Great Danes also have an exceptionally deep and loud bark. This can serve the double purpose of alerting you to a threat as well as scaring the heck out of an intruder.
Imagine if someone breaks into your home and a giant black Great Dane melts out of the darkness, barking as if to say “Not today, Satan!” I’m obviously no burglar, but if I saw and heard that, I would turn right around.
Their loud bark is particularly useful if you have a large property, since a Great Dane’s warning can be heard over a significant distance, giving you time to react.
The AKC gives Great Danes a 5 out of 5 score for vigilance, calling them “alert home guardians.” Their vigilance means they are more likely than many other breeds to notice and react to real or perceived threats by alerting their human family members.
You might be thinking, “Why would I want a calm guard dog?!”
Well, because a calm dog — like a Great Dane — is less likely to be reactive and aggressive to every possible “threat” (for instance, a falling leaf, a squirrel 100 yards away, the mailman he sees every day, etc.), and instead be more selective with his alerts. This can prevent a boy-who-cried-wolf scenario (or should I say dog-who-cried-intruder?) where your guard dog is constantly alerting you for no real reason and you therefore don’t heed his barking when an actual threat is present.
A calm temperament will also help prevent your Great Dane guard dog from getting carried away with his duties – he’ll likely be more willing to accept your friends and regular visitors without causing a scene, only whipping out his scary bark in actual emergencies.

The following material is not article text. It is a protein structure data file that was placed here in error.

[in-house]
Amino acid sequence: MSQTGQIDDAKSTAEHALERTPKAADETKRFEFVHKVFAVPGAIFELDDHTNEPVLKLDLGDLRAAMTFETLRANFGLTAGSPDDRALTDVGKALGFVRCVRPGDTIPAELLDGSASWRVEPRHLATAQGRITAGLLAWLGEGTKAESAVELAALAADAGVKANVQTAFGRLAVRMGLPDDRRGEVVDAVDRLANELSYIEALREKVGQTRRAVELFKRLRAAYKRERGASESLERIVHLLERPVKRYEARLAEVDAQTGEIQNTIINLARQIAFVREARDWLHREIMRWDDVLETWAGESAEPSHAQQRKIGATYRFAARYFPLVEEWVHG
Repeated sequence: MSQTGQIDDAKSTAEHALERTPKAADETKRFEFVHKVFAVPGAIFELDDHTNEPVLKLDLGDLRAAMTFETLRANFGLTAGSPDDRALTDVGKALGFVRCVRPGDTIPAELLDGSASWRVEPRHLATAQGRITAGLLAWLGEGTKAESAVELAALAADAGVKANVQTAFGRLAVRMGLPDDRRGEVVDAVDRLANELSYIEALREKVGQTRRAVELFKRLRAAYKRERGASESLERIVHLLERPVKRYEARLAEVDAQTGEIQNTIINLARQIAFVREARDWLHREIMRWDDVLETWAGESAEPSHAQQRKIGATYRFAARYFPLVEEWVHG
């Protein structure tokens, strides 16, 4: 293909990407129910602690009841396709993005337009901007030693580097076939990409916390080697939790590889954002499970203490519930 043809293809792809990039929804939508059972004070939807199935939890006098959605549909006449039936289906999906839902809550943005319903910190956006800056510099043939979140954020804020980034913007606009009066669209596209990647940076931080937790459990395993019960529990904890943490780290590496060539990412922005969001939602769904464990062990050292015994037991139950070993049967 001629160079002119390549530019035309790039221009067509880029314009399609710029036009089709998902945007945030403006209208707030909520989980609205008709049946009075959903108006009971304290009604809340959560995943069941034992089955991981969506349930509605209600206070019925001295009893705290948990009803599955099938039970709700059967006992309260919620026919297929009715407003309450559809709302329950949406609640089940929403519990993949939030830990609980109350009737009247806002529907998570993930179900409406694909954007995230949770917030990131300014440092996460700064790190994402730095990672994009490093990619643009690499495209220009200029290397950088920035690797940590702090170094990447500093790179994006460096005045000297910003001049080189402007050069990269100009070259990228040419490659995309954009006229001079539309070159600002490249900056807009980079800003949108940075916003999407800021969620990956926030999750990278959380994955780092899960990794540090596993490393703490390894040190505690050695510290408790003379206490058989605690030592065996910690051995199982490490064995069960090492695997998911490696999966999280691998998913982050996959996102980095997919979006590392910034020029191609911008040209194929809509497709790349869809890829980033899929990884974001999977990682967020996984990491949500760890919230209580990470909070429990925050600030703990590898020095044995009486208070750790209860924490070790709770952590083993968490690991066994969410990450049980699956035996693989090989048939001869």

Do Well With a Job
Great Danes are part of the AKC’s working group of dogs, which they describe as “large and naturally protective.” Check and check. The breed earns a 4 out of 5 for mental stimulation needs, generally requiring a job or activity to thrive. Watching and/or guarding are both excellent tasks for Great Danes, especially when they are trained specifically for these duties and can practice regularly – more on this later.
Basically, if left to their own devices with nothing to do, Great Danes are more likely to get into mischief. But, if they feel that they are “on the job,” especially when left at home alone, Danes will generally exhibit better behavior.
Loving With Family But Often Reserved With Strangers
Great Danes scored a 5 out of 5 for lovey-doveyness with family but only a 3 out of 5 for openness to strangers, which is actually a good trait for a guard dog. They aren’t so reserved as to make socializing impossible (i.e. having friends your dog doesn’t know over to your house), but they have a healthy bit of skepticism for people they don’t know.
As you can see in this video, the Great Dane sniffs out the intruder at first but doesn’t immediately sound the alarm. However, when the homeowner sees the intruder and screams, the Dane leaps into action, ushering the intruder briskly out the door with his teeth.